The latest artist at work in Uptown Saint John is Allan Ryan from Cape Breton, NS, who is also known as Uber5000. He joins artists such as the Kapu Collective’s Hula, Dodo Ese and Gabrielle Brown who have created artwork for the city centre.
Ryan has painted his eye-catching murals all over Canada in the last decade. His most famous piece of artwork is his 2012 ‘The Reef Wall’ in Toronto’s Graffiti Alley; it has become one of the most photographed murals in the city, covering approximately 7,000 square feet.
He is currently live-painting a multi-story mural on Grannan Street on the back of Historica Developments’ Parrtown Place. Inquisitive onlookers can watch him work from August 16 to September 1.
Ryan’s mural is the first partnership between Discover Saint John and Historica. Victoria Clarke, Executive Director of Discover Saint John, says the partnership “has been fantastic.”
“We are true partners, Historica is as invested as we are in the success of the content and in Allan having a great experience in the city,” said Clarke.
Ryan explained his painting process to Huddle during his break.
“Aerosol is just a different version of paint that you use with a brush, it’s just applied with the spray,” he said. “You can have a couple hundred colors and pre-loaded cans that you can just immediately spray, it cuts down the amount of time you spend cleaning brushes, and so on.”
“I’ve been doing it for almost 20 years now and developed a good technique at work with it so I can paint faster with spray faster than with brushes,” he said.
Ryan also said that when working on a project he likes to put his own spin on it. As a child, he developed an interest in marine life and the ocean and was one of the youngest scuba divers in Nova Scotia at 14.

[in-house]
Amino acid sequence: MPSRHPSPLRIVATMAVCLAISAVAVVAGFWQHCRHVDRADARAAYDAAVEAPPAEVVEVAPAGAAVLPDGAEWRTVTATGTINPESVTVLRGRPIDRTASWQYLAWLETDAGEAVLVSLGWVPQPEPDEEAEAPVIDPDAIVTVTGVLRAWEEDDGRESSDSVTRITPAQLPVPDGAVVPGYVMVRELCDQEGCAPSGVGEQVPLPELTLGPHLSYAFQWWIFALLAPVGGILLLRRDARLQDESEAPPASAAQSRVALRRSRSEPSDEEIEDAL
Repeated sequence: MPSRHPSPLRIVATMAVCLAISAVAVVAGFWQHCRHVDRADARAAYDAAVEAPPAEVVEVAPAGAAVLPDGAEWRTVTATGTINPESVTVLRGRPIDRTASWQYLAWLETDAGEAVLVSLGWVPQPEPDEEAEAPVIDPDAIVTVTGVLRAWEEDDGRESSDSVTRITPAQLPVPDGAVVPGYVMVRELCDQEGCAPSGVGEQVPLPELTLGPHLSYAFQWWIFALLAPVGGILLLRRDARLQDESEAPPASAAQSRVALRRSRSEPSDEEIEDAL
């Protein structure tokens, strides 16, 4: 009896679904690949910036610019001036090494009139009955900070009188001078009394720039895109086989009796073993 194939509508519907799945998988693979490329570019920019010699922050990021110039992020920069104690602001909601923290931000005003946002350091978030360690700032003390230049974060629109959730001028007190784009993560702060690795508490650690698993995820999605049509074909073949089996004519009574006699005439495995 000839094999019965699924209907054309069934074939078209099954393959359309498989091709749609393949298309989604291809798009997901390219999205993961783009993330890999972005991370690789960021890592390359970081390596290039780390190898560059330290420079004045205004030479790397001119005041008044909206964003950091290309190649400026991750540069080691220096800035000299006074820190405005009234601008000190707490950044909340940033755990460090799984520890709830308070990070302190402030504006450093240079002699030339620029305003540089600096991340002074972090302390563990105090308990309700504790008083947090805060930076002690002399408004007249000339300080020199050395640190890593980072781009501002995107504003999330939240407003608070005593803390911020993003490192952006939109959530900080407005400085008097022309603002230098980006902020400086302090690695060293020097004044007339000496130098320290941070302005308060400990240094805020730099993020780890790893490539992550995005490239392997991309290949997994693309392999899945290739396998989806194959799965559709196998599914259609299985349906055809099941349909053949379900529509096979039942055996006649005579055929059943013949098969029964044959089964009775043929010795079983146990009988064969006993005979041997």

“It was fascinating to see all these different things you’ve seen photos up close underwater,” he marveled.
“I could totally do a photo realistic picture of a certain spot in the Bay of Fundy, but this mural is more like what your imagination would think is underneath the water, which makes it a little more fun and playful with a child-like imaginary spirit of adventure.”
Ryan currently works and lives in Toronto with his dog Hubble. He was one of three artists from the city who, as part of a partnership last year between Discover Saint John and the Government of New Brunswick, came to experience Saint John and New Brunswick.
When Discover Saint John learned about Allan’s Graffiti Alley piece and the responses from people in Toronto and Saint John, Clarke knew they needed to figure out how to partner with him in the future.
The stars aligned when Keith Brideau, President and CEO of Historica Development, told Clarke that he was wrapping up on Parrtown’s development and was going to have a 30-foot-wide by 50-foot-tall space on which he would love to see a piece of public art.
“We were just about to finish the building, we had the section in the middle that we needed to do something about,” said Brideau. “The sight line into Rogue Alley and Grannan Street and their foot traffic made it the perfect opportunity for a piece of artwork to go on the building.”
Ryan’s been enjoying his time in the Port City.
“There is a lot to explore in Saint John, so many cool restaurants and stuff but there’s the history of some of the buildings and their details,” he said. “You could be walking around in the morning and see a gargoyle statue on top of a building and then you stop and stare for a minute.”
“There are so many complex, hidden little details like that but the city is also very accessible.”
The John Hooper statues caught his eye in particular, and he thinks they are “a really neat aspect of Saint John.”
Hubble accompanies her owner on longer projects and has taken to Saint John like a seagull to water.
“She’s having a really great time. When we were at the beach the other day she was just loving life; it’s a whole different environment for her being on a saltwater beach,” Ryan said.
Discover Saint John and Historica’s partnership on Allan Ryan’s mural reflect how they share a mission to make Uptown Saint John the best place to live in Atlantic Canada.
“These days, I think everybody is on the same page and rolling up their sleeves to make the city into what it is today,” says Brideau. “It’s not perfect but we all feel like we’re going in the same direction.”
“Saint John has what a lot of places are trying to build, and I think everybody has finally realized that we just need to keep polishing and improving what we have, and we will continue to do better and better,” he added.